Brain injury medical negligence claims.
The brain is, arguably, our most vital organ, and in this age of transplants, the only one that is likely to never be replaceable.
Brain injuries can be utterly devastating and can change your life dramatically, so it is vitally important to secure the right legal advice and representation, if you or a loved one have suffered a brain injury.
MG Legal’s medical negligence specialists deal with brain injury claims, caused by accidents, or medical negligence, on a regular basis, with all cases accepted on a NO WIN NO FEE basis to ensure you do not have to worry about the financial aspect of your claim.
What is a medical negligence brain injury claim?
Quite simply, any type of injury which occurs during, or because of negligence, whilst under the care of medical practitioners will fall into this category. Some of the most common categories are:
Haematoma (blood clot) on the brain
Haemorrhage – also known as uncontrolled bleeding on the brain
Concussion – when the brain hits the wall of the skull
Oedema - swelling of the brain
Diffuse axonal injury, where the brain is damaged without bleeding
In medical negligence, it can often be the case that one of these injuries has occurred as a result of a genuine accident such as a fall, or a medical event such as a stroke, but the consequences can be significantly worse if the medical practitioner you see does not correctly diagnose and treat the injury.
If you believe that any outcome from your treatment, or that of a child or other person for whom you care, has led to an avoidable injury, contact MG Legal’s expert medical negligence brain injury solicitors for a no obligation discussion about how we can help you, all on a no win no fee basis. You can also find out more about brain and head injuries in general on our dedicated page.
What type of medical negligence can cause a brain injury?
The most common types of brain injury arising from medical negligence occur as a result of the following basic scenarios:
Misdiagnosis of a stroke, haematoma or other such events, leading to a delay in treatment which in turn cause permanent or increased brain injury.
Birthing (obstetrics) errors, which can lead your baby to suffer brain damage from lack of oxygen. Please see our dedicated birthing injury page for more information;
Infection or viral misdiagnosis, such as meningitis or herpes simplex (cold sore virus) can leave you with brain damage if not diagnosed and properly treated;
Surgical errors, whether by way of a physical error by the surgeon or an anaesthetic error, both can make an already serious condition significantly worse;
Misdiagnosis of brain tumours, leading to worsening of the cancer and making subsequent treatment more invasive, longer lasting or in some cases, impossible to treat. For more information, please see our cancer misdiagnosis page.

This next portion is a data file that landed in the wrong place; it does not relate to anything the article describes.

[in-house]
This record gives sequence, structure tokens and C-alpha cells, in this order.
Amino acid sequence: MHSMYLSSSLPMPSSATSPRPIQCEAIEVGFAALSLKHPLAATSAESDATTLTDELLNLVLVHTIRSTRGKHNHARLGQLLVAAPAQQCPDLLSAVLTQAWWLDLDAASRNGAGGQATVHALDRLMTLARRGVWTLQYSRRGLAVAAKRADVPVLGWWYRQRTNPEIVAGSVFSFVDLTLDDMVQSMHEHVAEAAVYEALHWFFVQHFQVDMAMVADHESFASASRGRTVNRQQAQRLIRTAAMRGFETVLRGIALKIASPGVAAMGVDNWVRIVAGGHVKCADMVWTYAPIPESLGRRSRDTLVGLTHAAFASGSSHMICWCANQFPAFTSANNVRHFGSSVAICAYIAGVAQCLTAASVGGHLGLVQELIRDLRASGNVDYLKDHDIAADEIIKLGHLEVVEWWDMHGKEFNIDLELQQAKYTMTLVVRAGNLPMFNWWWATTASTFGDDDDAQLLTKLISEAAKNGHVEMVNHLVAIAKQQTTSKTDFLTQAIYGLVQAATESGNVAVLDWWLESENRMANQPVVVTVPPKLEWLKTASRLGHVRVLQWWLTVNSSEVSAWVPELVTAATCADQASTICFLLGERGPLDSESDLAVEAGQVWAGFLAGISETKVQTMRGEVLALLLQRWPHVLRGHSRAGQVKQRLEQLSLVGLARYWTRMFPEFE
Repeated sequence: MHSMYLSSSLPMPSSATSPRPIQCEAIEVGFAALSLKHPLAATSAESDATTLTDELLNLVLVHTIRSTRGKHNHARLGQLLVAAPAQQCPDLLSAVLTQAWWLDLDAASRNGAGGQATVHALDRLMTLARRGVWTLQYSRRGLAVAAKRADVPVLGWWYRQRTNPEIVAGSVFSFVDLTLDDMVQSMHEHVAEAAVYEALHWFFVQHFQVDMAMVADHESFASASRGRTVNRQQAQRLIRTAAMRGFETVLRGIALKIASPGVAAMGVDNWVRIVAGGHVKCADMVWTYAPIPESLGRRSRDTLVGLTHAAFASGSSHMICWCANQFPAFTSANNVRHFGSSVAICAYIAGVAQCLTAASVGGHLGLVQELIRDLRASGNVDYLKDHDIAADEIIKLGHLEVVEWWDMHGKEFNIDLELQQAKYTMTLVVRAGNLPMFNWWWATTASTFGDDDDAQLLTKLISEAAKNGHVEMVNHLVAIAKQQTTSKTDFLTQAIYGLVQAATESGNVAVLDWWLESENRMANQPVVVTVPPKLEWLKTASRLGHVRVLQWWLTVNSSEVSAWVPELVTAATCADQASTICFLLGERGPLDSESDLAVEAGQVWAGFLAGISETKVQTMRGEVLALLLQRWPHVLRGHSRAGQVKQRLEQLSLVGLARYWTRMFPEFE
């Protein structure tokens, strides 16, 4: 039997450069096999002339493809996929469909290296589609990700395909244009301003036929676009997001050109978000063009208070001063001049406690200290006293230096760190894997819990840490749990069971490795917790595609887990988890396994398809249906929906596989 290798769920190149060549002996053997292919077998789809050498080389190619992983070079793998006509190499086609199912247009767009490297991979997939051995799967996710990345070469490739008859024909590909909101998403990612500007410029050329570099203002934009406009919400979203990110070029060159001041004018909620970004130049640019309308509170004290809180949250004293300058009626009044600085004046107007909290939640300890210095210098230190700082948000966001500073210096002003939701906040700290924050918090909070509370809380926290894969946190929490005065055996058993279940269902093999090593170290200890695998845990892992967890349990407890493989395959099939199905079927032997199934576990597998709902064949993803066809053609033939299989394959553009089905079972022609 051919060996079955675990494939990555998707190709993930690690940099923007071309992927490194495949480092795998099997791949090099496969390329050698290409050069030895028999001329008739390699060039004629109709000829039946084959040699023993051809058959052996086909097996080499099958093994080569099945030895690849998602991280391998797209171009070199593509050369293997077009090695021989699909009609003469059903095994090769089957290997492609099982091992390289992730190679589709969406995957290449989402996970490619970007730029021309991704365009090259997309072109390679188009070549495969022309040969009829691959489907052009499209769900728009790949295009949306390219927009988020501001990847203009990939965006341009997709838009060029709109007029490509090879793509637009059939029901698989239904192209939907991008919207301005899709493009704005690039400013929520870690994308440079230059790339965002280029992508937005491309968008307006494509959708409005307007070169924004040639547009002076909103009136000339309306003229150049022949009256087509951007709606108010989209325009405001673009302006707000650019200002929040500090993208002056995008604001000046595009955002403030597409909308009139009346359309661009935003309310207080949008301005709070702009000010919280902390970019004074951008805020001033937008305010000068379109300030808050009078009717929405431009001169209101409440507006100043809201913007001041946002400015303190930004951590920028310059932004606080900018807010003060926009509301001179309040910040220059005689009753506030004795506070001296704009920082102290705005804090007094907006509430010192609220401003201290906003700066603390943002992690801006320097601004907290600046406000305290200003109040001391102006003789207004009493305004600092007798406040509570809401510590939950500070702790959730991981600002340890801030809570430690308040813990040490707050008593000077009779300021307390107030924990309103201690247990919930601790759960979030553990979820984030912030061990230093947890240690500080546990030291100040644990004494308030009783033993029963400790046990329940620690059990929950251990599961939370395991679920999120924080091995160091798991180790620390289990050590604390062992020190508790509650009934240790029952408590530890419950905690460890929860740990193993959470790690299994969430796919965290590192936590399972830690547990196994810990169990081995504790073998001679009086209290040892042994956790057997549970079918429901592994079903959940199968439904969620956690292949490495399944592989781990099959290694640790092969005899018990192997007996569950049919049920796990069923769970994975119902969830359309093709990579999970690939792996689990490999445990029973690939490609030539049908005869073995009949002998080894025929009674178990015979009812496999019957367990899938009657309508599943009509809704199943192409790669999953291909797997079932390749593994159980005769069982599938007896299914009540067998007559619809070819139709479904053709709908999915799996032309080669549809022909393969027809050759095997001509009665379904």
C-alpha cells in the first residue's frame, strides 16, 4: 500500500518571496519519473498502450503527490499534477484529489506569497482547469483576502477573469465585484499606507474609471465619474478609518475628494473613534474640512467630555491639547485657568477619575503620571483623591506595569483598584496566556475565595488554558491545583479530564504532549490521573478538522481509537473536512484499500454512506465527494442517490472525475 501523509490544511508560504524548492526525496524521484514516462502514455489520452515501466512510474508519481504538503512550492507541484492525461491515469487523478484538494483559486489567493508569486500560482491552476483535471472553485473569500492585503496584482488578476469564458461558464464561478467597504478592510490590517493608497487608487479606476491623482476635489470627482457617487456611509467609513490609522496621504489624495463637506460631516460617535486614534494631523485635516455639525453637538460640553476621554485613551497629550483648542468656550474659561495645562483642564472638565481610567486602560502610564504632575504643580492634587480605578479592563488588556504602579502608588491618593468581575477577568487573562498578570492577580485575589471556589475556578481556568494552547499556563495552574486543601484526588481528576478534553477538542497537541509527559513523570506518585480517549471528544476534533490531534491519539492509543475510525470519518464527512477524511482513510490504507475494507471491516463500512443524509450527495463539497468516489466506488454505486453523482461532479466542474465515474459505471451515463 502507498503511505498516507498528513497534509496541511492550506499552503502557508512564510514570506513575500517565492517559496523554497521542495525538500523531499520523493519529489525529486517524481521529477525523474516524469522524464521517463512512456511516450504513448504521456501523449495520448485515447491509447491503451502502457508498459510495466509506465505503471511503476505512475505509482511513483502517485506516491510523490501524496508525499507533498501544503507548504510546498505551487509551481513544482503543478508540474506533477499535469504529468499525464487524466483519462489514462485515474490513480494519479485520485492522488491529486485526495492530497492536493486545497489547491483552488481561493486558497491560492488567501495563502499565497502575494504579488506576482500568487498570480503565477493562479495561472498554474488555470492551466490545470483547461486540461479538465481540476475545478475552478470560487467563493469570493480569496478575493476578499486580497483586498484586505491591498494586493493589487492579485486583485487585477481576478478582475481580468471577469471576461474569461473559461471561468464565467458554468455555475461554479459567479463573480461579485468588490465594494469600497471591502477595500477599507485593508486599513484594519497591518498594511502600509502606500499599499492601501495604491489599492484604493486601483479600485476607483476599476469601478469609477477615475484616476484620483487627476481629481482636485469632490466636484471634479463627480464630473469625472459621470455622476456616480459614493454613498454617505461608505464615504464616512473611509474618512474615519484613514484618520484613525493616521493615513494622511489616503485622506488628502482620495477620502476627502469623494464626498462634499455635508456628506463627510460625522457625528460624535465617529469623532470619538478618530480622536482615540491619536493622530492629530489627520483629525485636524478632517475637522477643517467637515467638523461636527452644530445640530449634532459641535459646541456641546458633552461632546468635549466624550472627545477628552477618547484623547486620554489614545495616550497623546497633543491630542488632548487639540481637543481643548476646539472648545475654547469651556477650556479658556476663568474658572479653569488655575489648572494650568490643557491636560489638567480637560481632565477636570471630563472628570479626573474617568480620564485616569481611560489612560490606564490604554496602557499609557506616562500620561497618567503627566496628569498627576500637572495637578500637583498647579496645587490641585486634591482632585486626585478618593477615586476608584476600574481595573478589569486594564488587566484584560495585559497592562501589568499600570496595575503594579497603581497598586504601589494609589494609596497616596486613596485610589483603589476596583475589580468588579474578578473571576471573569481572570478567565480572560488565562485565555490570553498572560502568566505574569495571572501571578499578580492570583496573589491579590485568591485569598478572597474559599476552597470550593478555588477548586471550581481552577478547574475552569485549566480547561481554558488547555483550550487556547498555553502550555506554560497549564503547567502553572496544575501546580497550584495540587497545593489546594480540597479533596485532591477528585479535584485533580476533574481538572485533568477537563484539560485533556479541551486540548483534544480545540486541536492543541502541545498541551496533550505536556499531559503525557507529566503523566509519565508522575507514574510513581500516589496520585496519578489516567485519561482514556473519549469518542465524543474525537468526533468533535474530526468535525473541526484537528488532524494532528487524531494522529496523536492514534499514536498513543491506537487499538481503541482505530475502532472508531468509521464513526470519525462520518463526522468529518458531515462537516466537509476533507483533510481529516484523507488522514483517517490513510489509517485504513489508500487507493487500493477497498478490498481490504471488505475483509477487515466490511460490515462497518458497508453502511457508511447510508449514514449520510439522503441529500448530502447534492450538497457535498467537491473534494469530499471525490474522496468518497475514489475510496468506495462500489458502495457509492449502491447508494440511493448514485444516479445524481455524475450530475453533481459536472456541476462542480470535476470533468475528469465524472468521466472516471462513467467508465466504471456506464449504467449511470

If you, or a loved one, have sustained any type of brain injury due to the medical negligence of either an NHS or Private practitioner, MG Legal’s specialist personal injury solicitors are equipped to deal with your claim. Our medical negligence experts have dealt with a range of brain injury cases, ranging from clients who have suffered life-changing injuries following major incidents, or, at the other end of the spectrum, but no less important to us, clients that have suffered short term, minor brain injuries, following bumps and bangs to the head.
What awards are made for head and brain injuries?
At MG Legal our first port of call is the Judicial Studies Board Guidelines (JSB), a regularly updated reference book containing guides for awards in certain brackets based on the type and scale of the injuries as detailed by the medical experts in your claim. You will find a copy of the JSB on the desk or in the briefcase of every solicitor, barrister and judge who deals with personal injury.
Should it not be sufficient to value a case on the content of the JSB, the parties can turn to specific Case-Law to ‘fine tune’ the award within a certain bracket.
Awards for Head and brain injuries can be some of the highest awards of all injuries, but this can vary greatly depending on the severity of the injuries, their effect and a host of other factors, however, the JSB details these as follows:
Very Severe Brain Damage – injuries where there is little or no ability to perform event basic functions such as opening the eyes and understanding speech - Awards range between £264,650.00 and £379,100.00
Moderately Severe Brain Damage – injuries where there is severe disability requiring continuous professional care - Awards range between £205,580.00 and £264,650.00
Moderate Brain Damage – where there is some degree of dependence on care. Higher awards will be for cases where sight, speech and senses are affected severely, lower awards will be for cases where there is some ability to work and the need for care is small - Awards range between £36,740.00 and £205,580.00